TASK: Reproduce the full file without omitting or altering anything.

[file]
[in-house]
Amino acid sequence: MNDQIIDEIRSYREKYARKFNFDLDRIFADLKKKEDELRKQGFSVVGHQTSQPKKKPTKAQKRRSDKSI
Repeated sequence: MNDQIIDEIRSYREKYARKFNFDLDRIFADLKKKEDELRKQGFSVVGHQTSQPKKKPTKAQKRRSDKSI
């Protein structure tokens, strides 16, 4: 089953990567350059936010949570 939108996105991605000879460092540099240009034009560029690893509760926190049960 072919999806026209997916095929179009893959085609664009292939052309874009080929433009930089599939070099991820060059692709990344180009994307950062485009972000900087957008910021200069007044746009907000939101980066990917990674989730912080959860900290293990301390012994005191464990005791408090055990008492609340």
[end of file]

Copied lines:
[in-house]
Amino acid sequence: MNDQIIDEIRSYREKYARKFNFDLDRIFADLKKKEDELRKQGFSVVGHQTSQPKKKPTKAQKRRSDKSI
Repeated sequence: MNDQIIDEIRSYREKYARKFNFDLDRIFADLKKKEDELRKQGFSVVGHQTSQPKKKPTKAQKRRSDKSI
């Protein structure tokens, strides 16, 4: 089953990567350059936010949570 939108996105991605000879460092540099240009034009560029690893509760926190049960 072919999806026209997916095929179009893959085609664009292939052309874009080929433009930089599939070099991820060059692709990344180009994307950062485009972000900087957008910021200069007044746009907000939101980066990917990674989730912080959860900290293990301390012994005191464990005791408090055990008492609340």